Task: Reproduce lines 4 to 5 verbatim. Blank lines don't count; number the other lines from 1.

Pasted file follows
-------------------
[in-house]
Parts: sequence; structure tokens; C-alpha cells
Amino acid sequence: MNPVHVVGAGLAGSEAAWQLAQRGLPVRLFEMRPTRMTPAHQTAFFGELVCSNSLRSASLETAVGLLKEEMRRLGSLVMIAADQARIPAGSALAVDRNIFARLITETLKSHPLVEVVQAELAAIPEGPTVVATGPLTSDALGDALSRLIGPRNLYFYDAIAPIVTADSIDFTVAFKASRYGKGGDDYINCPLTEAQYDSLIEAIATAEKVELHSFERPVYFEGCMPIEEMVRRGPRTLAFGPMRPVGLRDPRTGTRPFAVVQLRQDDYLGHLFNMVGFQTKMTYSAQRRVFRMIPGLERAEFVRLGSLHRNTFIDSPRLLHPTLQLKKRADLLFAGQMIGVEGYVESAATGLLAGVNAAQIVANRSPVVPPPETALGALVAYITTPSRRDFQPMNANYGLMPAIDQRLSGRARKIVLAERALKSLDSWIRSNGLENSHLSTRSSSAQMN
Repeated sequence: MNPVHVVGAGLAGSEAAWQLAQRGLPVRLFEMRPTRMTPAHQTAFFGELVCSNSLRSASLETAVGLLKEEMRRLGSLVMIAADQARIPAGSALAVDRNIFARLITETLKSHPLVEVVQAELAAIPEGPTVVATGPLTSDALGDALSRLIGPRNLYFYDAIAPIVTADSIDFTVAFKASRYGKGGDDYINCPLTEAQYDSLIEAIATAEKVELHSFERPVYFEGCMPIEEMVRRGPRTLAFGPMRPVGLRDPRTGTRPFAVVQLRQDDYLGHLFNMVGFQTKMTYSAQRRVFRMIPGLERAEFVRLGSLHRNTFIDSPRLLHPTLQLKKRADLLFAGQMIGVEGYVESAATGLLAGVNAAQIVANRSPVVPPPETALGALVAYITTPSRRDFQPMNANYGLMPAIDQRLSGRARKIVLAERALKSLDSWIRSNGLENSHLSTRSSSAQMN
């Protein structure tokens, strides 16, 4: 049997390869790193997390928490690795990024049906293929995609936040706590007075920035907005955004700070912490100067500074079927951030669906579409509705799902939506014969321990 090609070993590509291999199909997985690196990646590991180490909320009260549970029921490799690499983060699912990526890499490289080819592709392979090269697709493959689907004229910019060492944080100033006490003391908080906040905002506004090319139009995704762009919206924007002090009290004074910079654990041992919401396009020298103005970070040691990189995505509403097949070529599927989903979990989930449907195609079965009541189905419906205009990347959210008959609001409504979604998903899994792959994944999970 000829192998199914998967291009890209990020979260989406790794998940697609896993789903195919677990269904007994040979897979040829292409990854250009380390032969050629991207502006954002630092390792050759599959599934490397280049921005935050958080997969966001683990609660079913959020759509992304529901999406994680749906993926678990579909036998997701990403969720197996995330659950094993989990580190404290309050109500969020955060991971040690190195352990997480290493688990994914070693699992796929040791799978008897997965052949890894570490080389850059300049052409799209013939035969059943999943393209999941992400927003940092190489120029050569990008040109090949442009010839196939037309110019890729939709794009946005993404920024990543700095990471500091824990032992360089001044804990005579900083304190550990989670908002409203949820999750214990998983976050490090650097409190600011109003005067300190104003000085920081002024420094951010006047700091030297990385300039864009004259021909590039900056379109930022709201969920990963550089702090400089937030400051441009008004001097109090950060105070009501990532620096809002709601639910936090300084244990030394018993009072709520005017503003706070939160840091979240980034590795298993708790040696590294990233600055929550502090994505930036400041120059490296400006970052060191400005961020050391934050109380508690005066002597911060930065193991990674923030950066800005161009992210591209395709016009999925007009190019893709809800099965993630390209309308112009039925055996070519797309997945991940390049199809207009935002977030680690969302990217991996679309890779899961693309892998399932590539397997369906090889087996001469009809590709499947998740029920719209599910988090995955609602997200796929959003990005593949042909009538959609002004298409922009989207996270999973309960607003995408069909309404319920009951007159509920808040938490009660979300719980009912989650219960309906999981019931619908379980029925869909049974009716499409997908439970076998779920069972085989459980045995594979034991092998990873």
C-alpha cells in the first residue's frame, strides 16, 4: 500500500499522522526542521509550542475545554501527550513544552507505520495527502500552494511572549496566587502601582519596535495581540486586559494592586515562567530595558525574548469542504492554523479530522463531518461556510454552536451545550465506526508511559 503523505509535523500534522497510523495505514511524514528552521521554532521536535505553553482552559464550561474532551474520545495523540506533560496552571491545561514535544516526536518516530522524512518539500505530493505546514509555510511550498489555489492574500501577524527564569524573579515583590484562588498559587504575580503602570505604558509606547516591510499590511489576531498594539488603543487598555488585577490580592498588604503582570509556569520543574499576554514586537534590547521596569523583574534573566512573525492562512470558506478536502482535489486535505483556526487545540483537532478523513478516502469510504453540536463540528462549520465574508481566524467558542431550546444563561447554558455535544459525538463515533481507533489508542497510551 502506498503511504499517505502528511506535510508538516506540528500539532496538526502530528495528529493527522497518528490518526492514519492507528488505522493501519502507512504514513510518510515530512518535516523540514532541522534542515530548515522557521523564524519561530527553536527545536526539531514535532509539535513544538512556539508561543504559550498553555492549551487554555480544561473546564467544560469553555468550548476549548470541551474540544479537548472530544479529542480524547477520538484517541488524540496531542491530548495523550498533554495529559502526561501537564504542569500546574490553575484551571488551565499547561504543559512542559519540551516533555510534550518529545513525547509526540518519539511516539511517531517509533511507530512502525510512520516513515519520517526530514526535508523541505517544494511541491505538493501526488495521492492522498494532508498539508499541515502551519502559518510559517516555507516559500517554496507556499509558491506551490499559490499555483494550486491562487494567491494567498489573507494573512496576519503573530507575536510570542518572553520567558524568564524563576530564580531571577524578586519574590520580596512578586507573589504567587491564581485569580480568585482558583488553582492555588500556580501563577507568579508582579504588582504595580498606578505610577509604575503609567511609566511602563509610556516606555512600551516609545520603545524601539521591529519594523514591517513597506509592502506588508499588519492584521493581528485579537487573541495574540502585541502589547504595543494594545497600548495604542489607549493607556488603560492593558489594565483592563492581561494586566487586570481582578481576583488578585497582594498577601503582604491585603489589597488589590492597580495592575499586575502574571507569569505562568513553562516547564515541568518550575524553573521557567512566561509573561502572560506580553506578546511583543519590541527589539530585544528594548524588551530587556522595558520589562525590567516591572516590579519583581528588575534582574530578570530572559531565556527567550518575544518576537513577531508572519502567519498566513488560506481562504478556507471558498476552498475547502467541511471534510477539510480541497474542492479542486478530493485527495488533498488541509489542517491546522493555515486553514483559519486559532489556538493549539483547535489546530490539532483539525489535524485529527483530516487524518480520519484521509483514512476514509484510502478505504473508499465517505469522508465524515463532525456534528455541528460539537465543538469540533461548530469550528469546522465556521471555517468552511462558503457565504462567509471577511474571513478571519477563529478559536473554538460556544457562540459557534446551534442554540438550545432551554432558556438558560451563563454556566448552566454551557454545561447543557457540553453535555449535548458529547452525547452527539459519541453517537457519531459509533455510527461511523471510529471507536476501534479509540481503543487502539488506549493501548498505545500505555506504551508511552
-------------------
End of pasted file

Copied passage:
Repeated sequence: MNPVHVVGAGLAGSEAAWQLAQRGLPVRLFEMRPTRMTPAHQTAFFGELVCSNSLRSASLETAVGLLKEEMRRLGSLVMIAADQARIPAGSALAVDRNIFARLITETLKSHPLVEVVQAELAAIPEGPTVVATGPLTSDALGDALSRLIGPRNLYFYDAIAPIVTADSIDFTVAFKASRYGKGGDDYINCPLTEAQYDSLIEAIATAEKVELHSFERPVYFEGCMPIEEMVRRGPRTLAFGPMRPVGLRDPRTGTRPFAVVQLRQDDYLGHLFNMVGFQTKMTYSAQRRVFRMIPGLERAEFVRLGSLHRNTFIDSPRLLHPTLQLKKRADLLFAGQMIGVEGYVESAATGLLAGVNAAQIVANRSPVVPPPETALGALVAYITTPSRRDFQPMNANYGLMPAIDQRLSGRARKIVLAERALKSLDSWIRSNGLENSHLSTRSSSAQMN
């Protein structure tokens, strides 16, 4: 049997390869790193997390928490690795990024049906293929995609936040706590007075920035907005955004700070912490100067500074079927951030669906579409509705799902939506014969321990 090609070993590509291999199909997985690196990646590991180490909320009260549970029921490799690499983060699912990526890499490289080819592709392979090269697709493959689907004229910019060492944080100033006490003391908080906040905002506004090319139009995704762009919206924007002090009290004074910079654990041992919401396009020298103005970070040691990189995505509403097949070529599927989903979990989930449907195609079965009541189905419906205009990347959210008959609001409504979604998903899994792959994944999970 000829192998199914998967291009890209990020979260989406790794998940697609896993789903195919677990269904007994040979897979040829292409990854250009380390032969050629991207502006954002630092390792050759599959599934490397280049921005935050958080997969966001683990609660079913959020759509992304529901999406994680749906993926678990579909036998997701990403969720197996995330659950094993989990580190404290309050109500969020955060991971040690190195352990997480290493688990994914070693699992796929040791799978008897997965052949890894570490080389850059300049052409799209013939035969059943999943393209999941992400927003940092190489120029050569990008040109090949442009010839196939037309110019890729939709794009946005993404920024990543700095990471500091824990032992360089001044804990005579900083304190550990989670908002409203949820999750214990998983976050490090650097409190600011109003005067300190104003000085920081002024420094951010006047700091030297990385300039864009004259021909590039900056379109930022709201969920990963550089702090400089937030400051441009008004001097109090950060105070009501990532620096809002709601639910936090300084244990030394018993009072709520005017503003706070939160840091979240980034590795298993708790040696590294990233600055929550502090994505930036400041120059490296400006970052060191400005961020050391934050109380508690005066002597911060930065193991990674923030950066800005161009992210591209395709016009999925007009190019893709809800099965993630390209309308112009039925055996070519797309997945991940390049199809207009935002977030680690969302990217991996679309890779899961693309892998399932590539397997369906090889087996001469009809590709499947998740029920719209599910988090995955609602997200796929959003990005593949042909009538959609002004298409922009989207996270999973309960607003995408069909309404319920009951007159509920808040938490009660979300719980009912989650219960309906999981019931619908379980029925869909049974009716499409997908439970076998779920069972085989459980045995594979034991092998990873």